I am struggling a bit here. My historical novel begins with a prologue that includes conflict and a cliffhanger. With chapter 1, I go into a flashback throughout several chapters to establish character and world, and then return to the main story (the one from the prologue) around chapter 6, with an inciting incident officially happening around the 100-page mark. This incident is the one that triggers the story seen in the prologue, but since it is happening so late – to leave room for world building and character setup – I am not sure it works out.

Any ideas or help would be greatly appreciated.


Hi Eric, thank you for sharing this interesting information about the structure of your historical novel.

The format of the prologue sounds good. Several chapters of flashback does sound perhaps a little questionable – the 100-page mark is definitely further in than usual for an inciting incident for the presently unfolding part of the story (the most recent or current part in relation to flashbacks and other preceding/context-giving elements).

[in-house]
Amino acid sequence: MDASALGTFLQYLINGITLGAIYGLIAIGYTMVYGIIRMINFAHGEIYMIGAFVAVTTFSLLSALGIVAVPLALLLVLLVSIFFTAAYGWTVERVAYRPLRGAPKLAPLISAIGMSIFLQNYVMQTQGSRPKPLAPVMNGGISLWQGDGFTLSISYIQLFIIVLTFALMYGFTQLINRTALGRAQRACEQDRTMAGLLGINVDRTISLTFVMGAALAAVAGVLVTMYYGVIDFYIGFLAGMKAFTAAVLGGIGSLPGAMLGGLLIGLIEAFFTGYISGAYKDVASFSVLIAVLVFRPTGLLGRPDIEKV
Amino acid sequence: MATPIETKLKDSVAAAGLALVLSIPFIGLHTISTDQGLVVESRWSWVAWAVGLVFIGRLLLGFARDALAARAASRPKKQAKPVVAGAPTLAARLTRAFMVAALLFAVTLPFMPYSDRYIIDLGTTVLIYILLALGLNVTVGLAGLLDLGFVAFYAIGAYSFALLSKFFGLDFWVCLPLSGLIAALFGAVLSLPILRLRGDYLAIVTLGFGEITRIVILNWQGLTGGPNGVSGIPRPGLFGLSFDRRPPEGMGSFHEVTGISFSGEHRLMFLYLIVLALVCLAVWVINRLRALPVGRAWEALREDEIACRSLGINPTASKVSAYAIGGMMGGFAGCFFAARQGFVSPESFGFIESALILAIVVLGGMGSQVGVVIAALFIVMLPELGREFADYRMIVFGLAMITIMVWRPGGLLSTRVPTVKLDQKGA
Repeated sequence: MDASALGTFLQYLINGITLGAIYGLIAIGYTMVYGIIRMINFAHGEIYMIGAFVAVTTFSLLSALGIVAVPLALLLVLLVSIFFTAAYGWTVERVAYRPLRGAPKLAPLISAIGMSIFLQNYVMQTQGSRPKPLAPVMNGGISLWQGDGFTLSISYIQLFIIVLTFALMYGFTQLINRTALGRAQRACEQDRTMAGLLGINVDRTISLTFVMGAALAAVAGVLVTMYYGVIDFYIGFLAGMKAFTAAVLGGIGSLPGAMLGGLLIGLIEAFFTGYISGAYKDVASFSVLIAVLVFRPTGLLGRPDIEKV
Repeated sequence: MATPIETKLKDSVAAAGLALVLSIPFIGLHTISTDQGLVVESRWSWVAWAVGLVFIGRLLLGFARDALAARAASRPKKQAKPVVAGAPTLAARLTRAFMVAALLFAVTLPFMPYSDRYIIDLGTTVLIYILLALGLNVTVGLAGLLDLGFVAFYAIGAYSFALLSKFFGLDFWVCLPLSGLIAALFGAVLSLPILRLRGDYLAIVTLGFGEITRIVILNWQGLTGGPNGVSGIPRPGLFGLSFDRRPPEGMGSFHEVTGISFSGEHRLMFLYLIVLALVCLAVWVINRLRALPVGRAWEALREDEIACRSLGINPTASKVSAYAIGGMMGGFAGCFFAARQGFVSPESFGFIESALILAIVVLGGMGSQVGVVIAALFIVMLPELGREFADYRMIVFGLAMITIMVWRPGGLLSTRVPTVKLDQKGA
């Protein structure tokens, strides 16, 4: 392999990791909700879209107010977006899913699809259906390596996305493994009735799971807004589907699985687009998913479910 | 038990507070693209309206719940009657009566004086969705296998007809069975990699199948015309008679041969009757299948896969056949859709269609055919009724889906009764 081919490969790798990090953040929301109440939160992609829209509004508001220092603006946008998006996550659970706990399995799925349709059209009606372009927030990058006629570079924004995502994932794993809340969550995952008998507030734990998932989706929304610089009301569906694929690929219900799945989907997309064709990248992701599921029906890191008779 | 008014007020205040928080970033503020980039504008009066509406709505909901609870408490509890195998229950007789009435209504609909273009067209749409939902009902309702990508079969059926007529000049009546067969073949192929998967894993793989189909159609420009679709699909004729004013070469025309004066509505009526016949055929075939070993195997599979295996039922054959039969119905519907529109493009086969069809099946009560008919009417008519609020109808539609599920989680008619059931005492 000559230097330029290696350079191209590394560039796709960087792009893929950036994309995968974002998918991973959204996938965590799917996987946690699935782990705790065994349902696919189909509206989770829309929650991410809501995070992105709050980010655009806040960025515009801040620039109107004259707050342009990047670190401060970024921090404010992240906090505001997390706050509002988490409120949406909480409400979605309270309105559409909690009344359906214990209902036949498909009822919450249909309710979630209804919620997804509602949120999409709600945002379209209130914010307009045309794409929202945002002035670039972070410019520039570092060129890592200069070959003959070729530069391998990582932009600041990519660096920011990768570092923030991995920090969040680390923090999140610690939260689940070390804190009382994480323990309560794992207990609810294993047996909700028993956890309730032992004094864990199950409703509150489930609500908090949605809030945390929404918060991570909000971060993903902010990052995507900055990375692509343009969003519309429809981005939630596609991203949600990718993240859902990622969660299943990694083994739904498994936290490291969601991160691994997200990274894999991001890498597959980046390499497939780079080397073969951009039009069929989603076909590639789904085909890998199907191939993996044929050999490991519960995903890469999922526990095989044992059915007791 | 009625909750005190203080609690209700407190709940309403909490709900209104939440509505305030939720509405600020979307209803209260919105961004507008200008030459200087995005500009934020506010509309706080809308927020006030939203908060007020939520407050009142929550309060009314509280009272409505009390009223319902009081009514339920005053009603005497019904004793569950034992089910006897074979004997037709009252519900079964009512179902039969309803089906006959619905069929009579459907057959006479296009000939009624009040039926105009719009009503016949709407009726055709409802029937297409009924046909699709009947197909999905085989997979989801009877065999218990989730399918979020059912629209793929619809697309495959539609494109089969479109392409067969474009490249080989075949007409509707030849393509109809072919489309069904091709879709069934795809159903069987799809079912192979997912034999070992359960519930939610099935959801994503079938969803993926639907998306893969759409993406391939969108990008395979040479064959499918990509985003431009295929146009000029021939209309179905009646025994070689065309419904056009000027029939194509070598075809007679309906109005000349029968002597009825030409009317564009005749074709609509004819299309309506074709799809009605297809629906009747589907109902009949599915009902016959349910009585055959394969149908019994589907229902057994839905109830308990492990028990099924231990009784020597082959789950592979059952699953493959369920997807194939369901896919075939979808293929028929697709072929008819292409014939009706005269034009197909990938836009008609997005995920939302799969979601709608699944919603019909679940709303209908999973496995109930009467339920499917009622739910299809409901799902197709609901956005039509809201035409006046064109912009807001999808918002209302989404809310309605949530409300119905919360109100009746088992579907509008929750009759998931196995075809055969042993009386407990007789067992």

My suggestion would be to cut up the backstory and intersperse these flashbacks between unfolding events in the ‘post-inciting-incident’ timeline.

This would make sense also in terms of how flashbacks/PTSD work, in the sense that they don’t tend to all occur in an expository lump but rather as specific triggers cause specific memories or experiences to be recalled (so an added advantage of this choice is that it could create a stronger sense of psychological realism, if there is an element of trauma to what your character/s has/have gone through). Even regular, non-traumatic memory may be piecemeal this way (at least for the sake of avoiding any expository lumps).